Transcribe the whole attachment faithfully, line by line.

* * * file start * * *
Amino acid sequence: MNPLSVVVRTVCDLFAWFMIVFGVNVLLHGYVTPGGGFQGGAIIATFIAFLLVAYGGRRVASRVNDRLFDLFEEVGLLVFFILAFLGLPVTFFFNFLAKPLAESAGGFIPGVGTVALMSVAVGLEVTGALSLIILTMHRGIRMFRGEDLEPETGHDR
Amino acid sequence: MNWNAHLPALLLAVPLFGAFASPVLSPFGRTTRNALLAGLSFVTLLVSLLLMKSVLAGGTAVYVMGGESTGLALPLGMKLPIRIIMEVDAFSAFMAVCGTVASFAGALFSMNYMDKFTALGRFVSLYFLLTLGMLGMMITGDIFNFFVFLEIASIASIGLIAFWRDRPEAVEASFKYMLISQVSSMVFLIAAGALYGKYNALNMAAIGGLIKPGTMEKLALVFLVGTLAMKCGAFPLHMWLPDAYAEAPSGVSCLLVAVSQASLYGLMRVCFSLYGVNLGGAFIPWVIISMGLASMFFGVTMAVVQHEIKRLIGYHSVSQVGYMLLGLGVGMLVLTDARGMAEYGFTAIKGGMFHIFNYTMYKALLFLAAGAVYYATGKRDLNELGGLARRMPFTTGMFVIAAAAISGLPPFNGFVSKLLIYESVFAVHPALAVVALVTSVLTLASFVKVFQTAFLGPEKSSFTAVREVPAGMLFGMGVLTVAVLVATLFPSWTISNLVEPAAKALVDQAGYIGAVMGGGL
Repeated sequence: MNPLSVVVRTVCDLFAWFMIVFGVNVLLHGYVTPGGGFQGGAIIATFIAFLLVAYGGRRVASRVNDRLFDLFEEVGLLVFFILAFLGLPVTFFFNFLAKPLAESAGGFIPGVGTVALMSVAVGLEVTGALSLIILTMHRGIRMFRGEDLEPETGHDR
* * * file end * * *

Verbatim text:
Amino acid sequence: MNPLSVVVRTVCDLFAWFMIVFGVNVLLHGYVTPGGGFQGGAIIATFIAFLLVAYGGRRVASRVNDRLFDLFEEVGLLVFFILAFLGLPVTFFFNFLAKPLAESAGGFIPGVGTVALMSVAVGLEVTGALSLIILTMHRGIRMFRGEDLEPETGHDR
Amino acid sequence: MNWNAHLPALLLAVPLFGAFASPVLSPFGRTTRNALLAGLSFVTLLVSLLLMKSVLAGGTAVYVMGGESTGLALPLGMKLPIRIIMEVDAFSAFMAVCGTVASFAGALFSMNYMDKFTALGRFVSLYFLLTLGMLGMMITGDIFNFFVFLEIASIASIGLIAFWRDRPEAVEASFKYMLISQVSSMVFLIAAGALYGKYNALNMAAIGGLIKPGTMEKLALVFLVGTLAMKCGAFPLHMWLPDAYAEAPSGVSCLLVAVSQASLYGLMRVCFSLYGVNLGGAFIPWVIISMGLASMFFGVTMAVVQHEIKRLIGYHSVSQVGYMLLGLGVGMLVLTDARGMAEYGFTAIKGGMFHIFNYTMYKALLFLAAGAVYYATGKRDLNELGGLARRMPFTTGMFVIAAAAISGLPPFNGFVSKLLIYESVFAVHPALAVVALVTSVLTLASFVKVFQTAFLGPEKSSFTAVREVPAGMLFGMGVLTVAVLVATLFPSWTISNLVEPAAKALVDQAGYIGAVMGGGL
Repeated sequence: MNPLSVVVRTVCDLFAWFMIVFGVNVLLHGYVTPGGGFQGGAIIATFIAFLLVAYGGRRVASRVNDRLFDLFEEVGLLVFFILAFLGLPVTFFFNFLAKPLAESAGGFIPGVGTVALMSVAVGLEVTGALSLIILTMHRGIRMFRGEDLEPETGHDR